Congrats, America, your credit score has gone up. At last count, the average credit score in the United States was 704, an all-time high, according to FICO, a credit scoring company.
If you're below that score, though, don't freak out: The average credit score incrementally goes up with age, which makes sense as credit history is one of the big factors layered into your score. Suffice to say, there's a difference of 88 points between young adults and those aged 60 and up. Here are the average scores, broken down by age brackets:
- 18-to-29: 659
- 30-to-39: 677
- 40-to-49: 690
- 50-to-59: 713
- 60 and up: 747
Worth noting, though, is that—across all age brackets—the average FICO score went up.
Since your credit score can affect you on so many levels—everything from interest rates on loans, to car insurance rates, to whether you need to put money down for utilities—understanding where you stack up credit-wise and how to continually grow your score is crucial to your financial health.
As far as home-buying goes, an average credit score will help you qualify for a mortgage, but a score above 760 will secure the best interest rates and translate to the lowest mortgage payments, says Richard Barenblatt, mortgage specialist at Guardhill Financial Corp. in New York, New York.
Why credit scores are improving
FICO scores in the United States has been on a steady incline since October 2009, when the average credit score dropped down to 686 post-recession. For the first time ever in April 2017, the average FICO score reached a milestone 700 and has since inched its way up to 704.
So, what can we credit for making American credit competitive?
According to FICO, fewer consumers have collection accounts dinging their scores, which is helping drive up the higher average. In April 2018, 23 percent of consumers had one or more collection agency accounts on file, compared to 25.8 percent in 2017. Payment history makes up about 35 percent of the overall FICO score calculation, according to the company.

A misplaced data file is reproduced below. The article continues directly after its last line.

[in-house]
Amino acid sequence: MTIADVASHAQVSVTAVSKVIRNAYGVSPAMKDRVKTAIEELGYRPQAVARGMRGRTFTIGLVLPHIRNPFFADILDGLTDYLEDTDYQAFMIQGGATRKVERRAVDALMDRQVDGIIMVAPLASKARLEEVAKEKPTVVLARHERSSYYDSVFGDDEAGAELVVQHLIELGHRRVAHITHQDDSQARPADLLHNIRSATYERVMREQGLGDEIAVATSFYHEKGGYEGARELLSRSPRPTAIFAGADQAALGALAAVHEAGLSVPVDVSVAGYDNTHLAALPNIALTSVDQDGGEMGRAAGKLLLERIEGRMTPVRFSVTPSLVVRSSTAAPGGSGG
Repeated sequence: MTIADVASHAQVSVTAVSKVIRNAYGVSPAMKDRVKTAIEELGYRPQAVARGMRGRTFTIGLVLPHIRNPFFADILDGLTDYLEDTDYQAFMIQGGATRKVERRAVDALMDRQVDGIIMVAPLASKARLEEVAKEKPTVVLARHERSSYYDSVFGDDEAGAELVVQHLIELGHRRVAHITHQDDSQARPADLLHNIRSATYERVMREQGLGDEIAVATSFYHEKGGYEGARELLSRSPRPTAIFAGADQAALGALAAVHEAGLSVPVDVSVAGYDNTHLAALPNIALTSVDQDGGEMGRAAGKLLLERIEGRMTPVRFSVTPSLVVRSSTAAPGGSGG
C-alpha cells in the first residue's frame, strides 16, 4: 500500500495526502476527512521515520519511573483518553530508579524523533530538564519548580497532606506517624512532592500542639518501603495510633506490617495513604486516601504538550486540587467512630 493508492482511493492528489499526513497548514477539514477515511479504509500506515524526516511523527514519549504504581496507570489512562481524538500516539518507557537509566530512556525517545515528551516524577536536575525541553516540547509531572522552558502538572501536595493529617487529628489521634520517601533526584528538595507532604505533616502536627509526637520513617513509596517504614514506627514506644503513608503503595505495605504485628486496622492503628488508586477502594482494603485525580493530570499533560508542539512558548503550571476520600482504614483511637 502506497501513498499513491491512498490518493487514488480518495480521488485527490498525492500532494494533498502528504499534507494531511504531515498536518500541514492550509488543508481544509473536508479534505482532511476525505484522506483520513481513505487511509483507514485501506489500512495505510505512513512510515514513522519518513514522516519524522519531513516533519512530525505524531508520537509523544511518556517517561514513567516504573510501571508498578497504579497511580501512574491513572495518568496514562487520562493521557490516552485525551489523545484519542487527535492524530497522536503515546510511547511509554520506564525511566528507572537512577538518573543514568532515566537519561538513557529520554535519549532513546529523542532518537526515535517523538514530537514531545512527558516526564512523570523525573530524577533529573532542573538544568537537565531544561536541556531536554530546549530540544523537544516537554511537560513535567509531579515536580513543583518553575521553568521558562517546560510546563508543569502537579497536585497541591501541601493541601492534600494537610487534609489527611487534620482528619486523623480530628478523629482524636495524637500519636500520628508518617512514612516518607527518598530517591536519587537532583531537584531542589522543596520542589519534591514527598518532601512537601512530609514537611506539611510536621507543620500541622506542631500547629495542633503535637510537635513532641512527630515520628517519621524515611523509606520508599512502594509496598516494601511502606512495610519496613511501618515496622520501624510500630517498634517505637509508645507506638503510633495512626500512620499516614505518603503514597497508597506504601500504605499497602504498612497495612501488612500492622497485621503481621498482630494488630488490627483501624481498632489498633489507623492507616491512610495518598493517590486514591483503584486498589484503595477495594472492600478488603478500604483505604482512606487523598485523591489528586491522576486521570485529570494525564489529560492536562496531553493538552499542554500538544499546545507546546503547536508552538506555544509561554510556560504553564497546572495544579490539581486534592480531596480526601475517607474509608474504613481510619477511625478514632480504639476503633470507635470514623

Also, fewer consumers are searching for credit, as 42.2 percent of people made one or more hard inquiries in the last year, which marks a four-year low. (Quick explainer: Checking and monitoring your credit doesn't count as a hard inquiry; but when you're searching for new credit accounts and doing things like applying for a car loan, general credit card, or a store credit card, those do count as hard queries).
Some lesser-known tips for boosting your own credit
You already know paying your bills on time, not letting bills go to collections, and not maxing out your credit cards are good credit habits. But you might be curious what other credit-boosting strategies you can employ, especially if you're aiming for a higher-than-average credit score or even the elite 800 club.
Here are a few expert tips:
- Spread your expenses over different cards. The key here is to not go above 30 percent of each card's spending limit. "It's okay to carry a balance as long as you pay the minimum amount by the due date every month," Barenblatt explains.
- Don't apply for new loans when you're shopping for a home. New credit cards, car loans, or installment loans could temporarily drop your score, something you don't want to happen when you're in the pre-approval process or getting close to closing, Barenblatt says.
- Avoid closing out credit cards. "Having a card with a longer history can help buoy your score," says Kimberley Palmer, personal finance expert at NerdWallet, a personal finance site. Even if you're not using the credit card you opened in college, it's worth keeping it open and making and paying off purchases, even small ones.
- Have your name on your parent's credit card. "If you're just starting out with credit, you can become an authorized user on your parent's card to help build your credit score, too, as long as your parent is willing to add you," says Palmer.
One final note: FICO recently announced that it will be testing a new "UltraFICO" score that factors how you manage cash and could potentially help increase the scores of those who have so-so credit. So, habits like keeping a few hundred dollars in your checking or savings account, not overdrawing your account, and paying your rent and utilities on time could help bump up your score.